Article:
As a man, my spouse didn’t have the option of trying to get pregnant. I was the one with options. For me, among those options, pregnancy felt like the least complicated, even the second time, when I feared but didn’t know for sure that I might face the unremitting sickness yet again.
By contrast, we were both fortunate enough to have fairly extensive options when it came to decisions about parenting and employment. So long as we were willing to live modestly, either of us could have stayed home, leaving the other to be the sole wage earner. In the alternative, we could likely have configured things so that each of us could have continued to work in our chosen profession for a wage; together, we could have made enough money to pay for quality daycare. Both of us do work that in principle can be done from home, though neither of us had a job where that would have been possible on a regular basis.
Weighing our options, we made our decisions: I got pregnant, gave birth, took leave, and returned to work; my spouse quit his job and stays home with our baby. Now I am pregnant again, and if all goes well we will continue along the same lines.
In our choices, we have resisted the idea that our biology defines our parental roles. I am a mother, but I am not the primary caregiver of my child. Certainly, I ask myself questions that any working parent may have occasion to ask: is it a problem that on a normal weekday I will see my child for about two waking hours, and will never be home for bedtime? But to the extent that anything I do may be characterized as a sacrifice, I resist the idea that it should be attributed to my status as a “working mother.” Indeed, I resist the very concept of the “working mother,” to the extent that it creates or reinforces a gendered implication that there is something particularly heroic, malign, or anything in between about a mother (as opposed to a parent) who chooses to, or has to, work outside the home.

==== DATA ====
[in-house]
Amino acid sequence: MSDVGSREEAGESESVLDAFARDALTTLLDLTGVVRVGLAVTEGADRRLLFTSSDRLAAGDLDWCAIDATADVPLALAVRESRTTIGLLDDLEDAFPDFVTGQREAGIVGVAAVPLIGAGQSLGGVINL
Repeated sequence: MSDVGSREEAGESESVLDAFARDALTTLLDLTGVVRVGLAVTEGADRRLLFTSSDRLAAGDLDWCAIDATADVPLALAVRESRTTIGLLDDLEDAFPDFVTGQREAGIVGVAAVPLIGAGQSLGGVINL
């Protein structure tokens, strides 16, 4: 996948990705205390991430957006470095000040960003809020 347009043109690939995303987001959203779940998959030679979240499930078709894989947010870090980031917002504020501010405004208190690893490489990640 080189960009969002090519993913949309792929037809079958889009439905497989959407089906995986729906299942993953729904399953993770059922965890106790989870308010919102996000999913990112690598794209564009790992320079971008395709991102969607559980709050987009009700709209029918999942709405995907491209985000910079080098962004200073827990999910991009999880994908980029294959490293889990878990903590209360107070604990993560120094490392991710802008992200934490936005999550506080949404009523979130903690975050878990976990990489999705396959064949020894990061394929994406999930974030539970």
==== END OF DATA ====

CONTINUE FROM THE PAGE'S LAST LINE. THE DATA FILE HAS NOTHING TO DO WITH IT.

To be clear, this is not to ignore the economic reality that many parents will find themselves limited in their ability to choose or reject the role of wage-earner by entrenched, gender-based pay disparities, which most often push fathers toward the workplace and mothers toward the home. Instead, I resist the lionization of the “working mother” because its erasure of the “working father” reinforces and perpetuates those same inequities.
Why, then, would I insist that biology is also destiny? Importantly, as unpleasant and personally “complicated” as pregnancy has been for me, nothing I have experienced to date in either pregnancy can properly be called a “complication.” Some degree of nausea, headaches and the like are essentially normal features of pregnancy in the first trimester, if not longer, and they pose in themselves no danger to the fetus. Similarly, every other physical unpleasantness or limitation that I experienced in my first pregnancy – backaches and sciatica, round ligament and other mysterious aches and pains, extreme fatigue, and probably others that I fortunately can’t remember – is properly characterized as a normal feature of pregnancy.
By contrast, with some recent and still notably infrequent exceptions, the idea that normal pregnancy can constitute a state of physical limitation requiring accommodation in the workplace is pretty much anathema to the law. While the ADA, as amended in 2008, recognizes specific disabilities associated with pregnancy, courts and even advocates have historically resisted the idea that normal pregnancy is disabling. Before I was pregnant, this seemed to me a not unreasonable position. Now, not so much.
Biology isn’t destiny – probably not the catchiest slogan for a movement toward legal reform for pregnant and parenting employees. But perhaps a good starting point, to shed, or at least to question, the assumptions that may be part and parcel of what’s holding us back.